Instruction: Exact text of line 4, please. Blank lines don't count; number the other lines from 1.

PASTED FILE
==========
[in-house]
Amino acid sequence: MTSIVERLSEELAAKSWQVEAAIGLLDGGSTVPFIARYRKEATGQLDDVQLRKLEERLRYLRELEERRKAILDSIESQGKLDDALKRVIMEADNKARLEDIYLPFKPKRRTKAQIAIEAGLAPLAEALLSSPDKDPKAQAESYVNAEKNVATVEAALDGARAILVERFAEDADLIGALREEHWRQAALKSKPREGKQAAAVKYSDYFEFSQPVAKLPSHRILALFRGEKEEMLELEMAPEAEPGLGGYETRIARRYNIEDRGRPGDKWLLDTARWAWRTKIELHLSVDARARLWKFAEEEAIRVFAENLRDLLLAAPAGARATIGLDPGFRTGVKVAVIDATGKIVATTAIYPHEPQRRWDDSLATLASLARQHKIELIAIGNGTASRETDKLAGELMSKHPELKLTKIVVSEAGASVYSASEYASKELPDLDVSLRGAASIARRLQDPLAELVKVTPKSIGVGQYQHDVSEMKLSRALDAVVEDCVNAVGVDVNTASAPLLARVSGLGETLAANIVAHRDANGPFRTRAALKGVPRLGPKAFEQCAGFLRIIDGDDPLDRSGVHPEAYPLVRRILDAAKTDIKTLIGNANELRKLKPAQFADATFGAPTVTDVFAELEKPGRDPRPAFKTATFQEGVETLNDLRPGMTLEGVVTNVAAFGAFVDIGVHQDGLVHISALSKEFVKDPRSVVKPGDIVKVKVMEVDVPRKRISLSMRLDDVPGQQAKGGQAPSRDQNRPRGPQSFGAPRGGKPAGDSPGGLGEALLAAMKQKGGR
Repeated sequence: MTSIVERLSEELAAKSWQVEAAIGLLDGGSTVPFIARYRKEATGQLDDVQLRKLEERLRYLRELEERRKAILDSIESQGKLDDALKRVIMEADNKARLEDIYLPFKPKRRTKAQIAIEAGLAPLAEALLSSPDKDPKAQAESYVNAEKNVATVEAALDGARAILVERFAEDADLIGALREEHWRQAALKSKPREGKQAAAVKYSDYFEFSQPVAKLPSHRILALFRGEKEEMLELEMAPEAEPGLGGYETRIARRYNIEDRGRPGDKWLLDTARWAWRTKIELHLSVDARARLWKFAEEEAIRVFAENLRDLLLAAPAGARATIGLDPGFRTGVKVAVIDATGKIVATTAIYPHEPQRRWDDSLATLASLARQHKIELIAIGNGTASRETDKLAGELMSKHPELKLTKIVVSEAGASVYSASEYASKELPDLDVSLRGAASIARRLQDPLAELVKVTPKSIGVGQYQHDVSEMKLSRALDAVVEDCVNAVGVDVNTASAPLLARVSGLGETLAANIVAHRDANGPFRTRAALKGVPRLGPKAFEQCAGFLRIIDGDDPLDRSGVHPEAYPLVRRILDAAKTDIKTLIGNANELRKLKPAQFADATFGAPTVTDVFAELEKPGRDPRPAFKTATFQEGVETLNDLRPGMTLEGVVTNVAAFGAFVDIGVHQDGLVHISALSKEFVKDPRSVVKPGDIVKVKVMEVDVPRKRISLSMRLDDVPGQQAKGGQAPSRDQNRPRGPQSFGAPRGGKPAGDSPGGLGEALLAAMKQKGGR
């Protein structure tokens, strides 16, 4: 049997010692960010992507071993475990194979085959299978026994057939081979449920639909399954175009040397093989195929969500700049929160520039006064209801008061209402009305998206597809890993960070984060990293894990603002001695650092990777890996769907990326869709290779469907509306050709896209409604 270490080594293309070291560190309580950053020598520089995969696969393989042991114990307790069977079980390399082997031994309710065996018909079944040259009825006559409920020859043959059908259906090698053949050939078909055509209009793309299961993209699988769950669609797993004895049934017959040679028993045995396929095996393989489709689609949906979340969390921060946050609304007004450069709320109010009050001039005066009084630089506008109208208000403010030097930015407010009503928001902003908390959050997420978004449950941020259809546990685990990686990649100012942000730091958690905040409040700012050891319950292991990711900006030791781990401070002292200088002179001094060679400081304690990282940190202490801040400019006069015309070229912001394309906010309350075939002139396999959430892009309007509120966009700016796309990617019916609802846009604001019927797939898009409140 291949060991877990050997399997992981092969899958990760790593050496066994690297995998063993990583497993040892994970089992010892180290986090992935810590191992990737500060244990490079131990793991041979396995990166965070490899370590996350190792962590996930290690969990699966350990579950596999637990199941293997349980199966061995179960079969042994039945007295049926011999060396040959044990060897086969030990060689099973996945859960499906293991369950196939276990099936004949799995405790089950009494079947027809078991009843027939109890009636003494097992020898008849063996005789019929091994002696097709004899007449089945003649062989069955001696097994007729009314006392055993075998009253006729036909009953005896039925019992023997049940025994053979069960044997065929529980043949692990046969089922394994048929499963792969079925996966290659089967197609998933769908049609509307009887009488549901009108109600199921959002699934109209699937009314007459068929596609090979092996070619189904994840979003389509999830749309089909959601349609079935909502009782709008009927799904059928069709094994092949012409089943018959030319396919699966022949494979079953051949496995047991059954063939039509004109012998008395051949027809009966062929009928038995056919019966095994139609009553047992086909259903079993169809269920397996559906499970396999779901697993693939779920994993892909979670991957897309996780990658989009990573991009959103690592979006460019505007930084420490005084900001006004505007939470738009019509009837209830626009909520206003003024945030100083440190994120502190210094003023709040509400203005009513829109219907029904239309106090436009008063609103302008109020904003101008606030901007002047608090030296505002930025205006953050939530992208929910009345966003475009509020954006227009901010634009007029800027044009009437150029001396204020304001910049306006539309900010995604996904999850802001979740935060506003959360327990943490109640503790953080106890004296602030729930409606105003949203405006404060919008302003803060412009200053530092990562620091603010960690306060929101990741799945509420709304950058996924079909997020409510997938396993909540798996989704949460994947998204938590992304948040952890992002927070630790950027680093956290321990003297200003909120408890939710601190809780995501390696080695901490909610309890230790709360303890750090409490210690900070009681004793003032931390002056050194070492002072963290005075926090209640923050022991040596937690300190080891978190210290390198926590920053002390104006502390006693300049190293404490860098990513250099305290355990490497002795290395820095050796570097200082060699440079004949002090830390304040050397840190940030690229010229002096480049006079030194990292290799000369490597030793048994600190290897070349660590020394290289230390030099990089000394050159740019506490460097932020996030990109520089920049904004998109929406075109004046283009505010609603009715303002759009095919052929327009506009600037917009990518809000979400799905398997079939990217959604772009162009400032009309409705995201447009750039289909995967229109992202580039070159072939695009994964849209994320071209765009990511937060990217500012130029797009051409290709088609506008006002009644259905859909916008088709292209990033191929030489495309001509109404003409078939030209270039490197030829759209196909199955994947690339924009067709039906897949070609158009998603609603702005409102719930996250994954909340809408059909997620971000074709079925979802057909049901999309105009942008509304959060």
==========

């Protein structure tokens, strides 16, 4: 049997010692960010992507071993475990194979085959299978026994057939081979449920639909399954175009040397093989195929969500700049929160520039006064209801008061209402009305998206597809890993960070984060990293894990603002001695650092990777890996769907990326869709290779469907509306050709896209409604 270490080594293309070291560190309580950053020598520089995969696969393989042991114990307790069977079980390399082997031994309710065996018909079944040259009825006559409920020859043959059908259906090698053949050939078909055509209009793309299961993209699988769950669609797993004895049934017959040679028993045995396929095996393989489709689609949906979340969390921060946050609304007004450069709320109010009050001039005066009084630089506008109208208000403010030097930015407010009503928001902003908390959050997420978004449950941020259809546990685990990686990649100012942000730091958690905040409040700012050891319950292991990711900006030791781990401070002292200088002179001094060679400081304690990282940190202490801040400019006069015309070229912001394309906010309350075939002139396999959430892009309007509120966009700016796309990617019916609802846009604001019927797939898009409140 291949060991877990050997399997992981092969899958990760790593050496066994690297995998063993990583497993040892994970089992010892180290986090992935810590191992990737500060244990490079131990793991041979396995990166965070490899370590996350190792962590996930290690969990699966350990579950596999637990199941293997349980199966061995179960079969042994039945007295049926011999060396040959044990060897086969030990060689099973996945859960499906293991369950196939276990099936004949799995405790089950009494079947027809078991009843027939109890009636003494097992020898008849063996005789019929091994002696097709004899007449089945003649062989069955001696097994007729009314006392055993075998009253006729036909009953005896039925019992023997049940025994053979069960044997065929529980043949692990046969089922394994048929499963792969079925996966290659089967197609998933769908049609509307009887009488549901009108109600199921959002699934109209699937009314007459068929596609090979092996070619189904994840979003389509999830749309089909959601349609079935909502009782709008009927799904059928069709094994092949012409089943018959030319396919699966022949494979079953051949496995047991059954063939039509004109012998008395051949027809009966062929009928038995056919019966095994139609009553047992086909259903079993169809269920397996559906499970396999779901697993693939779920994993892909979670991957897309996780990658989009990573991009959103690592979006460019505007930084420490005084900001006004505007939470738009019509009837209830626009909520206003003024945030100083440190994120502190210094003023709040509400203005009513829109219907029904239309106090436009008063609103302008109020904003101008606030901007002047608090030296505002930025205006953050939530992208929910009345966003475009509020954006227009901010634009007029800027044009009437150029001396204020304001910049306006539309900010995604996904999850802001979740935060506003959360327990943490109640503790953080106890004296602030729930409606105003949203405006404060919008302003803060412009200053530092990562620091603010960690306060929101990741799945509420709304950058996924079909997020409510997938396993909540798996989704949460994947998204938590992304948040952890992002927070630790950027680093956290321990003297200003909120408890939710601190809780995501390696080695901490909610309890230790709360303890750090409490210690900070009681004793003032931390002056050194070492002072963290005075926090209640923050022991040596937690300190080891978190210290390198926590920053002390104006502390006693300049190293404490860098990513250099305290355990490497002795290395820095050796570097200082060699440079004949002090830390304040050397840190940030690229010229002096480049006079030194990292290799000369490597030793048994600190290897070349660590020394290289230390030099990089000394050159740019506490460097932020996030990109520089920049904004998109929406075109004046283009505010609603009715303002759009095919052929327009506009600037917009990518809000979400799905398997079939990217959604772009162009400032009309409705995201447009750039289909995967229109992202580039070159072939695009994964849209994320071209765009990511937060990217500012130029797009051409290709088609506008006002009644259905859909916008088709292209990033191929030489495309001509109404003409078939030209270039490197030829759209196909199955994947690339924009067709039906897949070609158009998603609603702005409102719930996250994954909340809408059909997620971000074709079925979802057909049901999309105009942008509304959060």